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Starting next month, Bayer will change the name of its line of Glucometer blood-glucose meters to Ascensia.
Meaning "to ascend and achieve," the name Ascensia will be applied to the Glucometer DEX2 and the Glucometer Elite and Elite XL (to be renamed Ascensia DEX2, Ascensia Elite and Ascensia Elite XL).
To inform customers of the packaging and name changes, Bayer plans to include announcement cards in current packaging and other promotional literature. Healthcare practitioners are advised to mention the name changes to their patients who use Glucometer products.
For more information, call (800) 348-8100 or log on to the Web at www.ascensia.com.
Making Alternate-Site Label Information Easy to Read and Understand
When communicating necessary information pertaining to alternate-site blood-glucose testing, meter manufacturers should take into account the reading levels of users, researchers urge.
In a study presented at the American Diabetes Association Scientific Sessions in San Francisco, researchers attempted to "assess the ability of lay users to comprehend the indication for use of alternate-site testing, as described in the One Touch Ultra System labeling" (abstract 486-P).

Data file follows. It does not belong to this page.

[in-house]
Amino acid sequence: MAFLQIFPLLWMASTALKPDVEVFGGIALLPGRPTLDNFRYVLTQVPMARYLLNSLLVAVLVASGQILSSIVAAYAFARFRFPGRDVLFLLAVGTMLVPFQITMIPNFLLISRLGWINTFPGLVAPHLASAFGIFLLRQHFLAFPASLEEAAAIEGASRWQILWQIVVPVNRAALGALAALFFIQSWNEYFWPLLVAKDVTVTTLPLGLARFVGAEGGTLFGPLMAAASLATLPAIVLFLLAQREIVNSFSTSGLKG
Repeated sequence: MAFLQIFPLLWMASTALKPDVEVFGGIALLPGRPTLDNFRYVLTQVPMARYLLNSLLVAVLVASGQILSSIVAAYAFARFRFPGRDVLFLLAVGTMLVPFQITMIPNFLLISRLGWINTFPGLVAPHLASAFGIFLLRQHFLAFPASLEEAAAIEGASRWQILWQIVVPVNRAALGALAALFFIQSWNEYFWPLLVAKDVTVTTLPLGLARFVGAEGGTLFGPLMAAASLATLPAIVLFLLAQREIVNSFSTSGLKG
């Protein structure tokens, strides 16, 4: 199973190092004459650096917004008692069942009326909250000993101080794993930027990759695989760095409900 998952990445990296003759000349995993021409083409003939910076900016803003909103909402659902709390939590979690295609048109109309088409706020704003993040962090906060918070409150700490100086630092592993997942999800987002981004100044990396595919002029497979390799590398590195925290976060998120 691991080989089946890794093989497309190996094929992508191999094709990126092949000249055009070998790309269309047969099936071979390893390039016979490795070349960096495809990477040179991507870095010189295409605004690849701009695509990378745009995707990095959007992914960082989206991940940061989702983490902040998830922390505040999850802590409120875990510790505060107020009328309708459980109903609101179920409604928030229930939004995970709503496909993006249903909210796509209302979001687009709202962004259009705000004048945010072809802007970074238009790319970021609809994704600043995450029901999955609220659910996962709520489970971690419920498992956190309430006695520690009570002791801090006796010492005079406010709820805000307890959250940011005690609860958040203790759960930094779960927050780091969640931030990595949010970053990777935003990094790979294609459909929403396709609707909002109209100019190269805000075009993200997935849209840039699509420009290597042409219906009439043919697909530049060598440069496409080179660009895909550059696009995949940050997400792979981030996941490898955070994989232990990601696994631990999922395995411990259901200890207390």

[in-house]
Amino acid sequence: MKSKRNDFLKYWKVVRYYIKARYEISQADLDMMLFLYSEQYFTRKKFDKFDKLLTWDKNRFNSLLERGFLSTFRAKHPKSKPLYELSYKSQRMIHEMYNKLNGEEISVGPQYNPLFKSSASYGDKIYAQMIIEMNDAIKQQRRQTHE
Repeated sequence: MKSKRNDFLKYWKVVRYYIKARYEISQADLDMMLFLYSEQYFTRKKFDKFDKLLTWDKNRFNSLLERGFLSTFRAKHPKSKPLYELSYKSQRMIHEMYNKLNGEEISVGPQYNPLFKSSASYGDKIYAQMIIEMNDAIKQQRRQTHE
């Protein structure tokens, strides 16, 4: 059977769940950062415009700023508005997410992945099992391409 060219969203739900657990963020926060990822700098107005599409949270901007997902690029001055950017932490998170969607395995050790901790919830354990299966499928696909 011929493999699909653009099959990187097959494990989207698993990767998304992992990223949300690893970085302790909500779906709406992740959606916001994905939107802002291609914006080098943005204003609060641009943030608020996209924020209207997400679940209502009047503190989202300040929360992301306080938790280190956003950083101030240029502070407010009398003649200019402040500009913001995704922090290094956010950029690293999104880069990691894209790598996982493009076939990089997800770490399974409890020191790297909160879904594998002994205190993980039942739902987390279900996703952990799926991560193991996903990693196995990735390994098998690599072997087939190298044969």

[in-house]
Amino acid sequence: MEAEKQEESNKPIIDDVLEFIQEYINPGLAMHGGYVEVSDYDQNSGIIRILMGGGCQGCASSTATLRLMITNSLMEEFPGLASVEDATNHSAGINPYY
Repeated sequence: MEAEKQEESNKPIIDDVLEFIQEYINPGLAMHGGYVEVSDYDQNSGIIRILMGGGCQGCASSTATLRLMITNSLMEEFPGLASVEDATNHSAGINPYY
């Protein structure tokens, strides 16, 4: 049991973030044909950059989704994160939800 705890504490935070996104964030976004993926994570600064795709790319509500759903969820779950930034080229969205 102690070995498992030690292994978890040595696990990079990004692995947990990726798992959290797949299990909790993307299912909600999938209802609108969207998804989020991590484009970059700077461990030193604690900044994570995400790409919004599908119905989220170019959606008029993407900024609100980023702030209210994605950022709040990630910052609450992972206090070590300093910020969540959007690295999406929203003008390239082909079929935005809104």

Thirty-six people with type 1 or type 2 diabetes, with an average age of 53, were recruited for the study. By administering a standardized reading test, researchers determined that 11 percent of the participants had a K through 8th-grade reading level, 25 percent had a 9th- through 11th-grade level and 25 percent read at a 12th-grade level or above.
The participants were asked to read a portion of the One Touch Ultra label entitled "Important Information About Arm Testing." They were then given a multiple-choice "labeling comprehension" questionnaire that focused on the following special testing situations:
Among participants with less than a 12th-grade reading level, the range of correct responses ranged from 69 to 100 percent.
Exposure of Test Strips May Lead to False Readings
In other research presented at the Scientific Sessions, South Carolina researchers suggest that prolonged exposure of strips used for blood-glucose testing may lead to false blood-glucose test results (abstract 1979-PO).
They arrived at this conclusion after a 49-year-old patient from their office showed a rise in blood glucose from 94 to 307 mg/dl in just a few weeks. Consultation revealed that the man had stored his Accu-Chek test strips in a zippered plastic bag outside the original storage canister.
To study the effects of exposed test strips on self-monitoring of blood glucose, the researchers used new and exposed Accu-Chek test strips to test the same blood sample. The results were as follows:
The researchers conclude that exposure of test strips is "potentially harmful when used for [a diabetes] treatment guide."
Diabetes Health is the essential resource for people living with diabetes- both newly diagnosed and experienced as well as the professionals who care for them. We provide balanced expert news and information on living healthfully with diabetes. Each issue includes cutting-edge editorial coverage of new products, research, treatment options, and meaningful lifestyle issues.